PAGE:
Wednesday, October 30, 2013
Law - " Doctors to see new restrictions on painkiller prescriptions: Legislators part of statewide task force"
That is the headline to Maureen Hayden of CNHI's story today in the Anderson Herald Bulletin. The story begins:
INDIANAPOLIS — Indiana is joining a growing number of states adopting tighter controls on how doctors are prescribing some of the most commonly used narcotic painkillers, in an effort to curb what public health officials call an epidemic of prescription drug abuse.Related is this this hour-long Diane Rehm Show yesterday, titled "Debate Over Prescription Painkiller Regulations." Here is the introduction:
Late last week, the Indiana Medical Licensing Board adopted a set of emergency rules that call for drug testing of pain-medication patients, more screening and monitoring of patients by doctors to detect drug addiction and abuse, and a mandatory “treatment agreement” between doctors and patients that’s focused on improving health and not just alleviating pain.
The new rules – which serve as the basis for permanent rules to come — were adopted the same week that the federal Food and Drug Administration recommended tougher restrictions for the most widely abused prescription drugs that contain the narcotic hydrocodone, such a Vicodin, Lortab and their generic equivalents. The FDA restrictions, if passed, would reduce the number of refills patients could get before going back to see their doctor and would require patients to take a prescription to a pharmacy, rather than have their doctor call it in.
“These are big first steps, but we still have a long way to go controlling access to some very dangerous drugs,” said Republican state Sen. Ron Grooms, a retired Jeffersonville pharmacist who sponsored the legislation that led to the new state rules.
Grooms and members of a statewide drug abuse prevention task force that helped craft the new restrictions expect pushback from patients and doctors who’ve grown accustomed to relatively easy access to the commonly prescribed medications used to treat pain from arthritis, injuries, dental extractions and other problems.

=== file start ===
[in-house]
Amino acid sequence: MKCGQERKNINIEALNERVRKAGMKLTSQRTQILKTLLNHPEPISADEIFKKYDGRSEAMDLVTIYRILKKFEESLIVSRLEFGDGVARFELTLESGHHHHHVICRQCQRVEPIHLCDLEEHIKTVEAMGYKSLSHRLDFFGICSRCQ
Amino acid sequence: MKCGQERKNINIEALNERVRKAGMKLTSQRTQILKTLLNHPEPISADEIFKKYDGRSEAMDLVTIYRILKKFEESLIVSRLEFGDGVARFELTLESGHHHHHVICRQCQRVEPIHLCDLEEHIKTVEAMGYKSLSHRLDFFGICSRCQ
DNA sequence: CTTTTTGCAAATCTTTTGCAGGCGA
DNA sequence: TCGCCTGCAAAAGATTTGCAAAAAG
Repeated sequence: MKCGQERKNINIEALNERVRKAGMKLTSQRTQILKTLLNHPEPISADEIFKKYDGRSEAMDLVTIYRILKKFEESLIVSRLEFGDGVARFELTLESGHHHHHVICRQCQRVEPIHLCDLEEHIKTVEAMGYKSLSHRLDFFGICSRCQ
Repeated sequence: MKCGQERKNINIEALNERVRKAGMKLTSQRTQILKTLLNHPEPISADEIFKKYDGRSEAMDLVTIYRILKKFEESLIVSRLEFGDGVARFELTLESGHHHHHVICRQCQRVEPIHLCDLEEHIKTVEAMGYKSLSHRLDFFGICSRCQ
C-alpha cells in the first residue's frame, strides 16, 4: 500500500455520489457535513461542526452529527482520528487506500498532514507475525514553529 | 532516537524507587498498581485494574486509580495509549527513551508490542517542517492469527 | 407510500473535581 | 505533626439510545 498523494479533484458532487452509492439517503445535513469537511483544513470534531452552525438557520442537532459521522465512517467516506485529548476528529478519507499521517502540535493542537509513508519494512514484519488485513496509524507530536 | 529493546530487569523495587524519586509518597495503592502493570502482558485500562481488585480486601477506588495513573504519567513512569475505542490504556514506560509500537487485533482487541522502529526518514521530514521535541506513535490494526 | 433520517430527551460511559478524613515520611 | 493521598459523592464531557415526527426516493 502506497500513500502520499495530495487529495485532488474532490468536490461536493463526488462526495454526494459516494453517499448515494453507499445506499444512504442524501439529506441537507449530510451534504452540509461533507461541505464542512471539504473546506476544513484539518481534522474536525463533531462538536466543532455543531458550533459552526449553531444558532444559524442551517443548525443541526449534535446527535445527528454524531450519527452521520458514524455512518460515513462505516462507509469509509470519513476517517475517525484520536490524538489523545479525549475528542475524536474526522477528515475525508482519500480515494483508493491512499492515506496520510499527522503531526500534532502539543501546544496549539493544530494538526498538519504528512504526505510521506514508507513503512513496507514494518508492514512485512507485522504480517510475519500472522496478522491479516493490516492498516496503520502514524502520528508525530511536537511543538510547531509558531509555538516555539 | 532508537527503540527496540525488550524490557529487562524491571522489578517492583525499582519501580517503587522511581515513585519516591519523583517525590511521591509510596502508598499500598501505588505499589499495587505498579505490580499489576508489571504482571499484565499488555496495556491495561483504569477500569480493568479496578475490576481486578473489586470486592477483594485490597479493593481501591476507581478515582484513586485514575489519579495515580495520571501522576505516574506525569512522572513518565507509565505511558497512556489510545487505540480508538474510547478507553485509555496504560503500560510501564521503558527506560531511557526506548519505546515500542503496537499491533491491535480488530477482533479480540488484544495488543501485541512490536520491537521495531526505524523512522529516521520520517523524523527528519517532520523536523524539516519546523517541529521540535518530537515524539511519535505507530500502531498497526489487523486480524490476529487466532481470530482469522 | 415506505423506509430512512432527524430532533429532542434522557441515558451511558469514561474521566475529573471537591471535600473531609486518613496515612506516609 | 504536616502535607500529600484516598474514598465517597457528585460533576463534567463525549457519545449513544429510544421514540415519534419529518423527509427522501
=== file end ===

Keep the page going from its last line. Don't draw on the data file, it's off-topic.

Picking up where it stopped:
But it’s grief they’re willing to take, given the explosion of people dependent on painkillers and the rise in overdose deaths.
“We knew if we didn’t get ahold of this problem now, it was going to be one of those things that we’d never get ahold of,” said Dr. Deborah McMahan, the Allen County health commissioner and chair of a statewide task force of medical and legal experts who helped craft the new prescribing rules. * * *
Grooms sponsored what’s known as the “pill mill” that gives Indiana Attorney General Greg Zoeller new authority to crack down on pain-management clinics around the state. It gives the attorney general’s office more access to medical records maintained by pain clinics and requires every pain management clinic in Indiana be owned and operated by someone who holds a valid registration to prescribe controlled substances.
But the law also called for the state Medical Licensing Board to put new protocols in place for prescribing opioid-based drugs. Dr. Amy LaHood, an Indianapolis family physician who helped write the rules, said they were needed to target doctors “used to writing out ‘scrips and just walking out the door.”
Last week, the FDA recommended tightening the way narcotic painkillers are regulated. The proposed changes on drugs containing hydrocodone are expected to go into effect next year. The move comes following a rapid spike in painkiller prescription as well as what many public health experts believe is an epidemic of abuse. It’s estimated that 100,000 people have died from overdoses in the last decade. But for patients struggling with pain, and for some doctors on the frontlines, the proposed restrictions go too far. Diane and her guests discuss the use and abuse of prescription painkillers.
Posted by Marcia Oddi on October 30, 2013 09:26 AM
Posted to General Law Related